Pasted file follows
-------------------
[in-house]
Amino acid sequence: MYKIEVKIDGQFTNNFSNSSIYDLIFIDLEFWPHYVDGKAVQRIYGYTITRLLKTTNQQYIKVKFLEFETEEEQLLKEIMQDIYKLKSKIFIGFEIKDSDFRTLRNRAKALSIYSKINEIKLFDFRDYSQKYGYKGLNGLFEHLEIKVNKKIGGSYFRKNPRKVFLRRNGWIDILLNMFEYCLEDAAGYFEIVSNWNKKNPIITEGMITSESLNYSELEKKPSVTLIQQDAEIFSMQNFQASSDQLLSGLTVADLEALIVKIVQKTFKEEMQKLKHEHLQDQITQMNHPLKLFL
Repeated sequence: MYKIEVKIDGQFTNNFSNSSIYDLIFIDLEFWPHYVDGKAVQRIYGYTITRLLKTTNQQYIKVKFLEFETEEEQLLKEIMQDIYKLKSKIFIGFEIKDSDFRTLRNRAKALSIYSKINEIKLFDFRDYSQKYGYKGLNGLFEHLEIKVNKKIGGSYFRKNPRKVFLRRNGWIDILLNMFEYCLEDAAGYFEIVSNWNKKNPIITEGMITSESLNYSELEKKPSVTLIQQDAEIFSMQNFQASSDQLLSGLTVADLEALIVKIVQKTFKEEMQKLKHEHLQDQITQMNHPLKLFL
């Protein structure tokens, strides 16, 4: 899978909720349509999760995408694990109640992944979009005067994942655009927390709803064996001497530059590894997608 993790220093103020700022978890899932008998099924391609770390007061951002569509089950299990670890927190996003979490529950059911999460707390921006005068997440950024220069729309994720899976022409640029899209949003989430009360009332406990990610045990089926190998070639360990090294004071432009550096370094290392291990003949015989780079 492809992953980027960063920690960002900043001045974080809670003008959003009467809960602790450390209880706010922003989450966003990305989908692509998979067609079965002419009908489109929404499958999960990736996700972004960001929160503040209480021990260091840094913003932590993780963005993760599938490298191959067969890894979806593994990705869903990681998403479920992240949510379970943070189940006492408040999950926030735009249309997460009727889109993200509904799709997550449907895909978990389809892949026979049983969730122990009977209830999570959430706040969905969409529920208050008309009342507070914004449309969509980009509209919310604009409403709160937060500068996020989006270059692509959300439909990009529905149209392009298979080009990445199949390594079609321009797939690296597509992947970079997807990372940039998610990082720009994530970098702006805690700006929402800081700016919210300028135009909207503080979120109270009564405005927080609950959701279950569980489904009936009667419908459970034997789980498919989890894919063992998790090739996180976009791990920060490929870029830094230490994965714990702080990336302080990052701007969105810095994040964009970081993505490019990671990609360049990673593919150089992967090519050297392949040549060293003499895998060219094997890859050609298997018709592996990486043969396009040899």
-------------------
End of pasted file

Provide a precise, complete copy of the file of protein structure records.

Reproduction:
[in-house]
Amino acid sequence: MYKIEVKIDGQFTNNFSNSSIYDLIFIDLEFWPHYVDGKAVQRIYGYTITRLLKTTNQQYIKVKFLEFETEEEQLLKEIMQDIYKLKSKIFIGFEIKDSDFRTLRNRAKALSIYSKINEIKLFDFRDYSQKYGYKGLNGLFEHLEIKVNKKIGGSYFRKNPRKVFLRRNGWIDILLNMFEYCLEDAAGYFEIVSNWNKKNPIITEGMITSESLNYSELEKKPSVTLIQQDAEIFSMQNFQASSDQLLSGLTVADLEALIVKIVQKTFKEEMQKLKHEHLQDQITQMNHPLKLFL
Repeated sequence: MYKIEVKIDGQFTNNFSNSSIYDLIFIDLEFWPHYVDGKAVQRIYGYTITRLLKTTNQQYIKVKFLEFETEEEQLLKEIMQDIYKLKSKIFIGFEIKDSDFRTLRNRAKALSIYSKINEIKLFDFRDYSQKYGYKGLNGLFEHLEIKVNKKIGGSYFRKNPRKVFLRRNGWIDILLNMFEYCLEDAAGYFEIVSNWNKKNPIITEGMITSESLNYSELEKKPSVTLIQQDAEIFSMQNFQASSDQLLSGLTVADLEALIVKIVQKTFKEEMQKLKHEHLQDQITQMNHPLKLFL
């Protein structure tokens, strides 16, 4: 899978909720349509999760995408694990109640992944979009005067994942655009927390709803064996001497530059590894997608 993790220093103020700022978890899932008998099924391609770390007061951002569509089950299990670890927190996003979490529950059911999460707390921006005068997440950024220069729309994720899976022409640029899209949003989430009360009332406990990610045990089926190998070639360990090294004071432009550096370094290392291990003949015989780079 492809992953980027960063920690960002900043001045974080809670003008959003009467809960602790450390209880706010922003989450966003990305989908692509998979067609079965002419009908489109929404499958999960990736996700972004960001929160503040209480021990260091840094913003932590993780963005993760599938490298191959067969890894979806593994990705869903990681998403479920992240949510379970943070189940006492408040999950926030735009249309997460009727889109993200509904799709997550449907895909978990389809892949026979049983969730122990009977209830999570959430706040969905969409529920208050008309009342507070914004449309969509980009509209919310604009409403709160937060500068996020989006270059692509959300439909990009529905149209392009298979080009990445199949390594079609321009797939690296597509992947970079997807990372940039998610990082720009994530970098702006805690700006929402800081700016919210300028135009909207503080979120109270009564405005927080609950959701279950569980489904009936009667419908459970034997789980498919989890894919063992998790090739996180976009791990920060490929870029830094230490994965714990702080990336302080990052701007969105810095994040964009970081993505490019990671990609360049990673593919150089992967090519050297392949040549060293003499895998060219094997890859050609298997018709592996990486043969396009040899």